ASIMO Conducts

Honda’s ASIMO robot adds conductor to it’s resume next month, when it conducts the Detroit Symphony Orchestra with renowned cellist Yo-Yo Ma. Honda hopes ASIMO’s appearance will draw attention to the DSO’s youth music programs, as well as Honda’s $1 million gift to create The Power of Dreams Music Education Fund.

Honda is also hoping that when Asimo steps up to the podium, it won’t fall on it’s cyber-kiester, as it did in this unfortunate demonstration!

"The St. Paul Model"

A story in the most recent Minnesota Monthly explains why the St. Paul Chamber Orchestra’s change in its approach to management is so different from other orchestras–and so successful.

“There’s something about the traditional orchestral environment that makes musicians forget why they got into music in the first place,” [SPCO president Bruce Coppock] says… And if the musicians aren’t uplifted, Coppock reasoned, patrons probably aren’t either–or giving to their full capacity.

The new management structure is now known as “the St. Paul model” among other orchestras. See the whole article here.

New York Times Loves Minnesota Orchestra

Excellent New York Times review of the Minnesota Orchestra at Lincoln Center.

“The Minnesota Orchestra wisely snapped him up, appointing him music director in 2003, and although it has always been a fine ensemble, it sounded more brightly polished and supercharged than ever when it played under Mr. Vanska’s baton at Avery Fisher Hall on Sunday afternoon. Exactly how Mr. Vanska gets such a magnificent sound, with extremes of both brilliance and refinement, is a mystery…. the music making was extraordinary.”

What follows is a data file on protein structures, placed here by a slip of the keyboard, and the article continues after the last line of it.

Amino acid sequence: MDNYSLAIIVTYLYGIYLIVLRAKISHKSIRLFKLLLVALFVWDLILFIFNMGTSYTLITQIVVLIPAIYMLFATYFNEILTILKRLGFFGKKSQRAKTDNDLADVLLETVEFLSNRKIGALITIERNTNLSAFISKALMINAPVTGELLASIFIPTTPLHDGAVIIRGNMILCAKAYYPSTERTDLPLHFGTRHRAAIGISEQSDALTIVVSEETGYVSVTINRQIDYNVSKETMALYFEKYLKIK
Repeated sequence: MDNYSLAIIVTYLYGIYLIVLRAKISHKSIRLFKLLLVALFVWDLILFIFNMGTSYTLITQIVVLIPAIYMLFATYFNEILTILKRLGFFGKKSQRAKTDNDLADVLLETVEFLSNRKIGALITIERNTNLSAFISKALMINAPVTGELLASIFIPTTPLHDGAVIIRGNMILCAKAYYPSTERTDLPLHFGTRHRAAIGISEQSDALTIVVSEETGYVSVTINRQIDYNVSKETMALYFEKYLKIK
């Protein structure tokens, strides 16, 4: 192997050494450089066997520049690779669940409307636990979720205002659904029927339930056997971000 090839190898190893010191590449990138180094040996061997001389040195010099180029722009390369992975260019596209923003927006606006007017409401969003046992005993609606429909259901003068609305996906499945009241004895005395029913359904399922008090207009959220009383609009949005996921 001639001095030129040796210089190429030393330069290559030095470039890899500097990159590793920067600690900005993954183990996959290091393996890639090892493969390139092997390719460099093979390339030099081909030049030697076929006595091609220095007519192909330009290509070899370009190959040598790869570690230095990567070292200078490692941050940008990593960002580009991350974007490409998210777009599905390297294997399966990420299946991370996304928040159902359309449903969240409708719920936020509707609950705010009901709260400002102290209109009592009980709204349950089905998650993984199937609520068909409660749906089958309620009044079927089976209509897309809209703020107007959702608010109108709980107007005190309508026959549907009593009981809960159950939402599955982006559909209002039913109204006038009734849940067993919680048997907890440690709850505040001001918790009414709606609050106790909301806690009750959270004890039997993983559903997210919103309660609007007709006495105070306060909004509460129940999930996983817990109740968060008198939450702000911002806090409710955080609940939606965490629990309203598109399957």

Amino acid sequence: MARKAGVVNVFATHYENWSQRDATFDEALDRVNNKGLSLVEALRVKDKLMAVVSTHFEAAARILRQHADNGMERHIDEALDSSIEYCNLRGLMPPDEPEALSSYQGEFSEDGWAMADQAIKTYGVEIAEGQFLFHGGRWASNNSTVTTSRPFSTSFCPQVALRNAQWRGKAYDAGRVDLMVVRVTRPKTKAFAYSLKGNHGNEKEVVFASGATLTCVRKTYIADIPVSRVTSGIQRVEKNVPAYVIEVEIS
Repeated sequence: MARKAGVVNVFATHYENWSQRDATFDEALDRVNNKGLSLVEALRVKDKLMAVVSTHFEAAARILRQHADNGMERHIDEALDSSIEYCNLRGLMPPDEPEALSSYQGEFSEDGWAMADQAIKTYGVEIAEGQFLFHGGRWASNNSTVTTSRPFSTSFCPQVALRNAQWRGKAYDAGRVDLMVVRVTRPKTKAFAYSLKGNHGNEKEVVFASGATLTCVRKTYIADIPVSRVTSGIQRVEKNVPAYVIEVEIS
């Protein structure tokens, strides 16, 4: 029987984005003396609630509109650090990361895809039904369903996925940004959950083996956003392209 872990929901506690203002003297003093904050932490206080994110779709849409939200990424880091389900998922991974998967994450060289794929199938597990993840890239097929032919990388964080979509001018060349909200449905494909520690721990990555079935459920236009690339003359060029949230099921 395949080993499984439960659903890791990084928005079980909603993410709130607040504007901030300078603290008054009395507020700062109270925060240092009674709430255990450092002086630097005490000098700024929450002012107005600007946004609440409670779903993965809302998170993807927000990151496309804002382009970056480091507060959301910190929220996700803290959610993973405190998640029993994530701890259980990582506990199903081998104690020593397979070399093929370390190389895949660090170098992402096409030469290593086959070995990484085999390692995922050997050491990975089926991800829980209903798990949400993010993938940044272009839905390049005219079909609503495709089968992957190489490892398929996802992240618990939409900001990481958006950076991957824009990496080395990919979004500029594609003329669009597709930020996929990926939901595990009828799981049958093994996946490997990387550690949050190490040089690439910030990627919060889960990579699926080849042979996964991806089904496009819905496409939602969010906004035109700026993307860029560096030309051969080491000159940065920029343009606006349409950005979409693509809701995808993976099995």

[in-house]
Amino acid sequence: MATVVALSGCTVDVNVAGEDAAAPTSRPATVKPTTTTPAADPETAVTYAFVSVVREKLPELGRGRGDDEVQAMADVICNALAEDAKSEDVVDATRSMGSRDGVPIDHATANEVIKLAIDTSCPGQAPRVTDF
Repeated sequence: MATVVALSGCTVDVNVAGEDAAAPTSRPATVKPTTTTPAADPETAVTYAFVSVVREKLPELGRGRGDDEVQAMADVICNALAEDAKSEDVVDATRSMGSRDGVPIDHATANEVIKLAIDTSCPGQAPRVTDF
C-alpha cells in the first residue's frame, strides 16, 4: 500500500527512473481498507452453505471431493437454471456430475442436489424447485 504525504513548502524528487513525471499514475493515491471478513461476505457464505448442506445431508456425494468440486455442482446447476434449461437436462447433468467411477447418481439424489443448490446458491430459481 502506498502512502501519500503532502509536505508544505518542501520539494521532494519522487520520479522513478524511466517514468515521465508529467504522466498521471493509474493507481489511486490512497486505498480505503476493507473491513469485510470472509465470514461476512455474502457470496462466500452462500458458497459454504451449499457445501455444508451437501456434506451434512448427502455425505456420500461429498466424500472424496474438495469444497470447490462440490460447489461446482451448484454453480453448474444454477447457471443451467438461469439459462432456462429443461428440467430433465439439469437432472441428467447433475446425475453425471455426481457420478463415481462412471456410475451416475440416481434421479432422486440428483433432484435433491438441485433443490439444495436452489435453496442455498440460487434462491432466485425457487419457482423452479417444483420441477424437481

Read the whole thing here.

Symphony in 3 Mullets

With John Birge having been on vacation, there’s been a dearth of silly classical music videos on the ol’ blog.

And so I present…The 3 Redneck Tenors, with their rendition of Beethoven’s 5th.

Truth in advertising: I’m not convinced that the mullets are genuine, and it seems pretty clear that they are not all tenors…but you gotta have a gimmick, and they certainly are entertaining.

And the winner is…nobody.

If one enters a prestigious music competition and doesn’t win, one can usually console oneself with the “worthy rival” theory: “I did really well–it’s just that someone else did even better.”

Not so for those who entered the 2008 Richard Tucker Award competition. The award, established in honor of the late tenor and carrying a cash prize of $30,000, is given to “an American singer poised on the edge of a major national and international career.” But this year, the jury didn’t feel like it had heard such a singer, I guess–so no award was given.

Not everyone went home empty-handed, though. Six promising singers were awarded either a $10,000 Richard Tucker Career Grant or a $5000 Sara Tucker Study Grant.

Find out more about the Richard Tucker Awards here.

Let Richard Tucker himself break your heart here.

What Do We Want? A Radio Orchestra! When Do We Want It? Now!

As the kind of person who wishes that riots still broke out occasionally at classical music concerts, I was thrilled to see music-lovers in Vancouver take to the streets last week in support of the soon-to-be-disbanded CBC Radio Orchestra.

For more on the decision to disband (dis-orchestra?) the last surviving radio orchestra in North America, see this article.

What do you think, is it time for the Minnesota Public Radio Symphony?